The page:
docker run -it microsoft/windowsservercore cmdand you are done*.
In fact, Microsoft liked containers so much, they made them twice:
- Process Containers (Also known as Windows Server Containers — WSC)
- Hyper-V Containers
If you are like me, you are probably used to running containers under Linux. But Windows is very different from Linux.
The Windows Operating System is highly-integrated. It exposes its API via DLLs, not syscalls. The internal workings of how DLLs actually interact with the OS is undocumented, but is tightly coupled with the OS services that are running, which in turn have their own coupling with other services and DLLS, ad nauseam.
This means, while you can share the kernel, you can’t isolate an application completely from the system services and DLLs. WSCs need a copy of the critical system services and all OS DLLs required to make Windows API calls. It does not matter in what language you write your application; eventually something needs to make API call to the OS — this coupling is inescapable.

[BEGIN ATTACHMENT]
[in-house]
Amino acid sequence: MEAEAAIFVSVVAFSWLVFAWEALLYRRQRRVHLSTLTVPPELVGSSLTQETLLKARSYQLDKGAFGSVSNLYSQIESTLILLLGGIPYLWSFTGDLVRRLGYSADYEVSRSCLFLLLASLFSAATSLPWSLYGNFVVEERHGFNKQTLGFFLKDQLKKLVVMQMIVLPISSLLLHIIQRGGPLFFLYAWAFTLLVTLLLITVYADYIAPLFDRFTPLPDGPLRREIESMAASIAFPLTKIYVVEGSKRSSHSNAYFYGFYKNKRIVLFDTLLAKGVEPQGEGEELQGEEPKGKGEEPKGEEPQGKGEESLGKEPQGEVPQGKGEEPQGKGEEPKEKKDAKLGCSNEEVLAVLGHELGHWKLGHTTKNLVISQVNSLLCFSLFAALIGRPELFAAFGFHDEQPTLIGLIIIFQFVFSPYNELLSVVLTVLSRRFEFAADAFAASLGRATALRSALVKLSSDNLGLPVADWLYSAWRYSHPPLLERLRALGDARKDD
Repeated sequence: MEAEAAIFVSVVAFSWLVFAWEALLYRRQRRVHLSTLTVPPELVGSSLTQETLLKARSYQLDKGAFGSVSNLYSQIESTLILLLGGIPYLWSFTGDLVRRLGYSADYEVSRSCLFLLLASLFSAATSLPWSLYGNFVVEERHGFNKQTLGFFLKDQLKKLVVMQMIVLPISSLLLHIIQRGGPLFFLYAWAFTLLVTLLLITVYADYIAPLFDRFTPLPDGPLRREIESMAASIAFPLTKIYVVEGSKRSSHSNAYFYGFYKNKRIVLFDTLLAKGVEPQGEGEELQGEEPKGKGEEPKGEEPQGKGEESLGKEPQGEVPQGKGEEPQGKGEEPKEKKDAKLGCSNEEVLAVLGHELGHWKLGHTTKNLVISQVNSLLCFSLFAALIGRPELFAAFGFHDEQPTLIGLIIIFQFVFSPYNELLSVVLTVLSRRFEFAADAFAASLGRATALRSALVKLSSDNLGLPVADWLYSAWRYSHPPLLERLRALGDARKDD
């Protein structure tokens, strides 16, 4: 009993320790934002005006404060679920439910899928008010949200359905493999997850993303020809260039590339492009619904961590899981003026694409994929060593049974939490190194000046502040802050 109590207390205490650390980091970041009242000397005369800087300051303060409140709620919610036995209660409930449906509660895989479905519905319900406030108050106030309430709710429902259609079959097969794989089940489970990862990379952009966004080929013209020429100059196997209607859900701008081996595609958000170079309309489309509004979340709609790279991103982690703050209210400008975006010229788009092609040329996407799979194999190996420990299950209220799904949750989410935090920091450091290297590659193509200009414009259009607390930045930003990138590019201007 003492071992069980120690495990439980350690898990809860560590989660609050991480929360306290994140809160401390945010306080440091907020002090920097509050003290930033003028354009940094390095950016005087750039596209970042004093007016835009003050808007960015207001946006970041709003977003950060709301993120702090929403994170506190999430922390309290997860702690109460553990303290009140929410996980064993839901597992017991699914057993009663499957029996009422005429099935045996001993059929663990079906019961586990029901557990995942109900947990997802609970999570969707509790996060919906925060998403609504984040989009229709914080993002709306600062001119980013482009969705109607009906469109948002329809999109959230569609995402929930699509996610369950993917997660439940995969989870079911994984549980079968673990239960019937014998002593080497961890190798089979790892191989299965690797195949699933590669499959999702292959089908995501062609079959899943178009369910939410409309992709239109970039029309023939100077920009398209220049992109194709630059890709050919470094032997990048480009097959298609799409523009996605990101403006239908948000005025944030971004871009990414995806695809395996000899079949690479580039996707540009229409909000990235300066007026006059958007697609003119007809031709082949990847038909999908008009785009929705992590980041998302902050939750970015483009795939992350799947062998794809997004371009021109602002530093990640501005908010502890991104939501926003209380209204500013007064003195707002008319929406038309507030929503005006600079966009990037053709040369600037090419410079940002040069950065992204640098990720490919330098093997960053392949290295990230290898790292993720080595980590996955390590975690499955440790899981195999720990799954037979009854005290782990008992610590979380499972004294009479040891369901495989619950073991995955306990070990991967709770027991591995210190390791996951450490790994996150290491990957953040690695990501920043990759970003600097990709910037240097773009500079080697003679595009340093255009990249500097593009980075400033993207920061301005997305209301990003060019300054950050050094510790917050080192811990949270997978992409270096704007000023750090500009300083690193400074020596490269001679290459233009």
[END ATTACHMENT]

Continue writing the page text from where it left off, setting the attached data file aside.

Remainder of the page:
Because of this, a WSC container looks like:
In this diagram, each container has a set of System Processes (and DLLs, etc…) as well as Application Processes (your app). This has some impact on their portability.
Windows Server Containers will not run on different versions of Windows
Remember that asterisk after
docker run above? It’s not quite that simple.
If you want to run a WSC on Server 2016, you must have built the container from a Server 2016 base. If you run it on Windows Server 1709 it will not work: it is blocked from starting. This also means, for example, if you run Nano Server as your host OS, you can only run Nano Server base images on that host. This is simply not a limitation that you’ll find with Linux containers.